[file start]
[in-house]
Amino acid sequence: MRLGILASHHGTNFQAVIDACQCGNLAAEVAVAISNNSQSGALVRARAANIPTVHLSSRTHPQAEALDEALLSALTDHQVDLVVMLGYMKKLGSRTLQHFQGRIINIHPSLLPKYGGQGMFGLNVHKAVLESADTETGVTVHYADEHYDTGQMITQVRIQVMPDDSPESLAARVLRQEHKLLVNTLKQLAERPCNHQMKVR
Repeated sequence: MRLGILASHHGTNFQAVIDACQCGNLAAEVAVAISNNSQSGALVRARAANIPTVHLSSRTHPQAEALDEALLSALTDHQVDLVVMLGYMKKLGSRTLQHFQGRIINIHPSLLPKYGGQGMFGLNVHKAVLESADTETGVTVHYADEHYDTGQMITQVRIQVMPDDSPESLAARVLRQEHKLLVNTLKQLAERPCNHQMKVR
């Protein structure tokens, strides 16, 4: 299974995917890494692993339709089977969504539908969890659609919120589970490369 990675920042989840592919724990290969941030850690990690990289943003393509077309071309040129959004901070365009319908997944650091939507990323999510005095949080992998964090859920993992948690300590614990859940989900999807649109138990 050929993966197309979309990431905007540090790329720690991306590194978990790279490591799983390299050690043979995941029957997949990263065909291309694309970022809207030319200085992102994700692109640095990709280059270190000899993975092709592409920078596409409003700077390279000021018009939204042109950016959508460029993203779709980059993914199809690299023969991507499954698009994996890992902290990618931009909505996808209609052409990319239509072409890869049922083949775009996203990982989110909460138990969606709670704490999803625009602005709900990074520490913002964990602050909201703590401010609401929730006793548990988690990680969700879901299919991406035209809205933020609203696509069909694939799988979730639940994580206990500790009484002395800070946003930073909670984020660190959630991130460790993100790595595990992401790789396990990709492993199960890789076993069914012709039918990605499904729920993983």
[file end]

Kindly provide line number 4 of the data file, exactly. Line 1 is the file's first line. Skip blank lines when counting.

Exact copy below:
């Protein structure tokens, strides 16, 4: 299974995917890494692993339709089977969504539908969890659609919120589970490369 990675920042989840592919724990290969941030850690990690990289943003393509077309071309040129959004901070365009319908997944650091939507990323999510005095949080992998964090859920993992948690300590614990859940989900999807649109138990 050929993966197309979309990431905007540090790329720690991306590194978990790279490591799983390299050690043979995941029957997949990263065909291309694309970022809207030319200085992102994700692109640095990709280059270190000899993975092709592409920078596409409003700077390279000021018009939204042109950016959508460029993203779709980059993914199809690299023969991507499954698009994996890992902290990618931009909505996808209609052409990319239509072409890869049922083949775009996203990982989110909460138990969606709670704490999803625009602005709900990074520490913002964990602050909201703590401010609401929730006793548990988690990680969700879901299919991406035209809205933020609203696509069909694939799988979730639940994580206990500790009484002395800070946003930073909670984020660190959630991130460790993100790595595990992401790789396990990709492993199960890789076993069914012709039918990605499904729920993983």